I sat on the floor in my study tonight, printing the Sample Residency packet that Goddard emailed me. It was 31 pages long.
White sheets of paper shot out from my printer, one after another, and I rushed to get them in order as though they weren’t numbered. On page 17, I held out my hand just to see if I could catch one. And I did. Then another. And then I wagered, like this: If I catch the next sheet that flies out of my printer, I will get into all three programs. The paper hit the flesh between my thumb and forefinger, slice first, then bounced off, landing on the floor a foot away. So close.
Earlier today, I jumped over a puddle to my mailbox. There was a stack of mail in it. Aha! I love mail.
Federal holidays make me sad.
I will never stop ordering magazines.
Here’s what was inside: The Red Plum junk mail insert, The New Yorker begging me to renew, Poets & Writers (excitement), National Grid (bummer), and then, a nice big envelope from Bennington College (!!).
I tore it open as soon as I could. Could they have already decided? No. I know better. They couldn’t have. They hadn’t.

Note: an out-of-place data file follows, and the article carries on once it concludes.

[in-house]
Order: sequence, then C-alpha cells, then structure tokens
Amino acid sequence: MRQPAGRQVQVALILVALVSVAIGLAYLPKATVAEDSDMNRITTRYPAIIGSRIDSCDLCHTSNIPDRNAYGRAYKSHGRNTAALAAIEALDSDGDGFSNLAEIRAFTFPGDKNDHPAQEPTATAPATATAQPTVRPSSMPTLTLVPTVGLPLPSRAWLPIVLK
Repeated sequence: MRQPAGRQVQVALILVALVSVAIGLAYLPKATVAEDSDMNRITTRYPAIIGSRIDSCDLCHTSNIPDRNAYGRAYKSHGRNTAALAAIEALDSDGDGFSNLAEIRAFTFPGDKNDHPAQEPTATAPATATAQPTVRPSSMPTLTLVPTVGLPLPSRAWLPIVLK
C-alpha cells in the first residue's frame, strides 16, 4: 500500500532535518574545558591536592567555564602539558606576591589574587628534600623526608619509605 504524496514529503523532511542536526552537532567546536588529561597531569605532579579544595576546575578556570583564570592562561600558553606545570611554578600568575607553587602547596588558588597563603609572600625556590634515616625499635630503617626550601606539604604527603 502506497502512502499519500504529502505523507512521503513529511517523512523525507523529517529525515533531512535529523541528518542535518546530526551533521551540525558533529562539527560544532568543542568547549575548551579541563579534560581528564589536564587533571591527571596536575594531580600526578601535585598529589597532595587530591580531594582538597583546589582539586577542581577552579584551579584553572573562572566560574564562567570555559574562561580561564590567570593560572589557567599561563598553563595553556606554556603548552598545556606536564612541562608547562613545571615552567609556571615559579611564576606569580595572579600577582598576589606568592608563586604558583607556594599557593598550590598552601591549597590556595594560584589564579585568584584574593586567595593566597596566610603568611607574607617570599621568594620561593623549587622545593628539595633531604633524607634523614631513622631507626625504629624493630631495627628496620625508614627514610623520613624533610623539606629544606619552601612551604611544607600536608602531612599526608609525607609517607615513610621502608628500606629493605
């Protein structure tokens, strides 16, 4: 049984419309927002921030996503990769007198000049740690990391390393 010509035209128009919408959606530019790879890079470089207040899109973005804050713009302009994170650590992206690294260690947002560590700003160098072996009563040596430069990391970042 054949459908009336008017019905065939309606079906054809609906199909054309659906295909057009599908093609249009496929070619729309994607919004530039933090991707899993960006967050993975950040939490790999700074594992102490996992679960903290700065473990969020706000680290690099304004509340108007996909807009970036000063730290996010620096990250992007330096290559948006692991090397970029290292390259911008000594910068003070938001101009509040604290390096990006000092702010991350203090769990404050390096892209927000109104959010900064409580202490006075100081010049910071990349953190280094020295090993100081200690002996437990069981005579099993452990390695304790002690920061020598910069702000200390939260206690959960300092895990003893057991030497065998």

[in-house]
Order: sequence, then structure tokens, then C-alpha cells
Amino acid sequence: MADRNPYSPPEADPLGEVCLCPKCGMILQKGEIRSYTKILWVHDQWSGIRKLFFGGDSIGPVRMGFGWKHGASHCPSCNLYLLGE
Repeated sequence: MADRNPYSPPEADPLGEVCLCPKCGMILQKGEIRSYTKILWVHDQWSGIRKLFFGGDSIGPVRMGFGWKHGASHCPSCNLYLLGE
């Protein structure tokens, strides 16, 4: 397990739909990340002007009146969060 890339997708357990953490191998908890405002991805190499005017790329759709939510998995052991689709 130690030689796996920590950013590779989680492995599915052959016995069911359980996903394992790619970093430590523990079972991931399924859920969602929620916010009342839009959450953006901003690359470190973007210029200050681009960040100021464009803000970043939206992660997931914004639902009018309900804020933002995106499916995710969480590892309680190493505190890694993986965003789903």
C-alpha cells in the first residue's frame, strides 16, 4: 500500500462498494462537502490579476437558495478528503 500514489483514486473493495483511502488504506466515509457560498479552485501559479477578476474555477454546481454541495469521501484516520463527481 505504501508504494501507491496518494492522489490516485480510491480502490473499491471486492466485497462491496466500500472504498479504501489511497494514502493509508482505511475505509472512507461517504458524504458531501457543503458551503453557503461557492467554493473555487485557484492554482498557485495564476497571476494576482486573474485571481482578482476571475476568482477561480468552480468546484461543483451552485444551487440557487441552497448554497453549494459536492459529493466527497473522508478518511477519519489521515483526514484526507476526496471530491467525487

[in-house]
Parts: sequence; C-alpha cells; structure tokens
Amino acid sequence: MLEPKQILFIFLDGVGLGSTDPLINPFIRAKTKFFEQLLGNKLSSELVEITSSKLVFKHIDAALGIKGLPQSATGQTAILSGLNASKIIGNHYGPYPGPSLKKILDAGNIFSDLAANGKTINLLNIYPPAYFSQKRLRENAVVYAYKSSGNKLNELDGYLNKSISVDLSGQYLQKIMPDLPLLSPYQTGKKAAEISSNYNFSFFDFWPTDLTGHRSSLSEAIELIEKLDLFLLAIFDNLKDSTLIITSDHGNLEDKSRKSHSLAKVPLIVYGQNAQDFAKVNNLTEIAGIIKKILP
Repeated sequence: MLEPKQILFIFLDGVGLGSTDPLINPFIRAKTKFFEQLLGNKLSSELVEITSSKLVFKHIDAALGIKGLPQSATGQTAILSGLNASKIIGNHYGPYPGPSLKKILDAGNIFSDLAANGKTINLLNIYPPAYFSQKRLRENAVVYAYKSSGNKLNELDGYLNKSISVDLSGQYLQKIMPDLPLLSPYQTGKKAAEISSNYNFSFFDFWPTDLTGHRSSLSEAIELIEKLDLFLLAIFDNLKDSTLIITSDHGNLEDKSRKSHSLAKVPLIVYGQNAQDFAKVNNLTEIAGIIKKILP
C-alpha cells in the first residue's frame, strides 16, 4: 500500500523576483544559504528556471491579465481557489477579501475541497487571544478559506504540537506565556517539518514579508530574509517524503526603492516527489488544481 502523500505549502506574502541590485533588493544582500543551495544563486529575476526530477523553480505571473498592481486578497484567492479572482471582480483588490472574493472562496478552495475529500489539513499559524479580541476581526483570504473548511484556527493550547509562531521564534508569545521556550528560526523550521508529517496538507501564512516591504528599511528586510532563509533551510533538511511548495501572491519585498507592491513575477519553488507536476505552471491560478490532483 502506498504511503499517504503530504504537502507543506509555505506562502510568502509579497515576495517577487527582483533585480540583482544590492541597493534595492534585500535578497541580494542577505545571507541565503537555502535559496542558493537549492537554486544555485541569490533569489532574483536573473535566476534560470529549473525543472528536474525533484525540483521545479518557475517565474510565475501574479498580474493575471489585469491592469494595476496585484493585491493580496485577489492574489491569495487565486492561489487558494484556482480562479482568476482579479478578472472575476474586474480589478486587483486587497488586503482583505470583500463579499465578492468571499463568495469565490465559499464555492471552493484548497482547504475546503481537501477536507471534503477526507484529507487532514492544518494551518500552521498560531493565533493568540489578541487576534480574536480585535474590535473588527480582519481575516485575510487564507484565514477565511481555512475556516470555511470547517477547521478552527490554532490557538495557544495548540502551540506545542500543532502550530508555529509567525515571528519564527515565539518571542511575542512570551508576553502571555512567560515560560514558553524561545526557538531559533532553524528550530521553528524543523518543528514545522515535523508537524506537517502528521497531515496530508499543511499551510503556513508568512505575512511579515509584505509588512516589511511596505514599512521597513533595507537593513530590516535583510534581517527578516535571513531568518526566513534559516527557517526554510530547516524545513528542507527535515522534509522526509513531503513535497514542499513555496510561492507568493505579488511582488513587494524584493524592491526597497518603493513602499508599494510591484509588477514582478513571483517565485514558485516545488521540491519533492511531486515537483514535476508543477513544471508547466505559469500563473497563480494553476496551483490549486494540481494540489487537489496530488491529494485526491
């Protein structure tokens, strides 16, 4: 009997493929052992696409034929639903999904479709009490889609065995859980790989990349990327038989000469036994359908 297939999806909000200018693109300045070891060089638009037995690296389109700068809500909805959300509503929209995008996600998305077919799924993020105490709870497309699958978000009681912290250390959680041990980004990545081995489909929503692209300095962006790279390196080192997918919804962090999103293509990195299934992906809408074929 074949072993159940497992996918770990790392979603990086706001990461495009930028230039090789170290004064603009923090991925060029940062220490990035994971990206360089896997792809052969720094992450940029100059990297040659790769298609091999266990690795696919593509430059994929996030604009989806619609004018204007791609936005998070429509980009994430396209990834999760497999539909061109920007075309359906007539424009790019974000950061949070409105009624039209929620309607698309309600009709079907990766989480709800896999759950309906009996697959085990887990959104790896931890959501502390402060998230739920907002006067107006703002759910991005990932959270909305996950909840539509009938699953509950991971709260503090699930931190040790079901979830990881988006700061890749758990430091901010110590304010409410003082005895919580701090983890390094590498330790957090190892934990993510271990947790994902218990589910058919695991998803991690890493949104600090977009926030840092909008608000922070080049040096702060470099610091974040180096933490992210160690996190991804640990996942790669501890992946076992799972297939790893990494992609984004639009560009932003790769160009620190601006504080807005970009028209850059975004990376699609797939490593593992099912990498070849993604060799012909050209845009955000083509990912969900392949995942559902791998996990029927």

So far, we have received everything for your application except one of your recommendation letters. Oh, and here’s this, a blue pamphlet with more information about our program, a moody gray-blue paper folded in half that matches the picture on our website. In the picture, there’s a banker’s lamp on the desk, and open books, glasses (which I should wear, but don’t–a sign?), a plant.
I’m looking at the pamphlet again, right now.
“Read one hundred books. Write one,” it reads.
I want to sit there. But I don’t see a chair. Plus the desk in the picture is messy, and I want to clean it.
This beautiful pamphlet is just a whiff of good cologne. Tease.
Next time I see the Bennington logo on an envelope it will hold the news I’m waiting for.